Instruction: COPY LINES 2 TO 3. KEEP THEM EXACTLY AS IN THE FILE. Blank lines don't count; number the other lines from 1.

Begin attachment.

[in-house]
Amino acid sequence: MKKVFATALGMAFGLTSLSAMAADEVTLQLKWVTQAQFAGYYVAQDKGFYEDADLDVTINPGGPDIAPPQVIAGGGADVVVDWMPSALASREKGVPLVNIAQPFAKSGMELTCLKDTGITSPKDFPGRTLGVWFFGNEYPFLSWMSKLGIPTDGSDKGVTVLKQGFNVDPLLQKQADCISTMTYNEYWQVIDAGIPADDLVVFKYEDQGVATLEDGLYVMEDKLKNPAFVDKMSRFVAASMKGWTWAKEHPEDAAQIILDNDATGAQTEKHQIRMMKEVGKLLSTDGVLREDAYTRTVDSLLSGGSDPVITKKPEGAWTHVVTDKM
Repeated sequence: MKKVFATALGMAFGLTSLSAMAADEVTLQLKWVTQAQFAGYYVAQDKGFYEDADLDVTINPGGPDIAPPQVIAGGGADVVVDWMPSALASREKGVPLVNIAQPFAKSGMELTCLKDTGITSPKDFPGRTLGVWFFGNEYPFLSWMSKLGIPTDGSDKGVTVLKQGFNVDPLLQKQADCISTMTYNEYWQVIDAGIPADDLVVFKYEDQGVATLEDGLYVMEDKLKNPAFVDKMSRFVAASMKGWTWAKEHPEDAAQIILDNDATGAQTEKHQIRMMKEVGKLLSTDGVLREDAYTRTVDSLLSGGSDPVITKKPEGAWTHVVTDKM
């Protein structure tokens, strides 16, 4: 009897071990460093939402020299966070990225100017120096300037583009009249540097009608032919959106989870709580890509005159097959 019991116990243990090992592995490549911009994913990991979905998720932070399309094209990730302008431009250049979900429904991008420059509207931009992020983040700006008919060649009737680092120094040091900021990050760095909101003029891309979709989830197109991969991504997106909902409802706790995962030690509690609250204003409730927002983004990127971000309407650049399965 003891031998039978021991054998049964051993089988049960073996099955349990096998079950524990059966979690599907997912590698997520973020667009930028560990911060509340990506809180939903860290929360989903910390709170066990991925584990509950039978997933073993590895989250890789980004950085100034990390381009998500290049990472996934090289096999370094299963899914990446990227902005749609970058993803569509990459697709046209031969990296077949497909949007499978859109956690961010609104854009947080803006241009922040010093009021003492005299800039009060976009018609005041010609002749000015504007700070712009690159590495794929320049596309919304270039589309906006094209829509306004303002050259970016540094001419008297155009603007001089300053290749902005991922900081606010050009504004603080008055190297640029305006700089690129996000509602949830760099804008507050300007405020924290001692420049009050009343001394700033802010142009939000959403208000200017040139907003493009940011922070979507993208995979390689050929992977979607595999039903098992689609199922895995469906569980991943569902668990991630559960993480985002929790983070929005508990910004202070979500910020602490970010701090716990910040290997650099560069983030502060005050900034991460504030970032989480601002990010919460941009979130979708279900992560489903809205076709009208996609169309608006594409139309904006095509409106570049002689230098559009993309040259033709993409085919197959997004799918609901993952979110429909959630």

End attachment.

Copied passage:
Amino acid sequence: MKKVFATALGMAFGLTSLSAMAADEVTLQLKWVTQAQFAGYYVAQDKGFYEDADLDVTINPGGPDIAPPQVIAGGGADVVVDWMPSALASREKGVPLVNIAQPFAKSGMELTCLKDTGITSPKDFPGRTLGVWFFGNEYPFLSWMSKLGIPTDGSDKGVTVLKQGFNVDPLLQKQADCISTMTYNEYWQVIDAGIPADDLVVFKYEDQGVATLEDGLYVMEDKLKNPAFVDKMSRFVAASMKGWTWAKEHPEDAAQIILDNDATGAQTEKHQIRMMKEVGKLLSTDGVLREDAYTRTVDSLLSGGSDPVITKKPEGAWTHVVTDKM
Repeated sequence: MKKVFATALGMAFGLTSLSAMAADEVTLQLKWVTQAQFAGYYVAQDKGFYEDADLDVTINPGGPDIAPPQVIAGGGADVVVDWMPSALASREKGVPLVNIAQPFAKSGMELTCLKDTGITSPKDFPGRTLGVWFFGNEYPFLSWMSKLGIPTDGSDKGVTVLKQGFNVDPLLQKQADCISTMTYNEYWQVIDAGIPADDLVVFKYEDQGVATLEDGLYVMEDKLKNPAFVDKMSRFVAASMKGWTWAKEHPEDAAQIILDNDATGAQTEKHQIRMMKEVGKLLSTDGVLREDAYTRTVDSLLSGGSDPVITKKPEGAWTHVVTDKM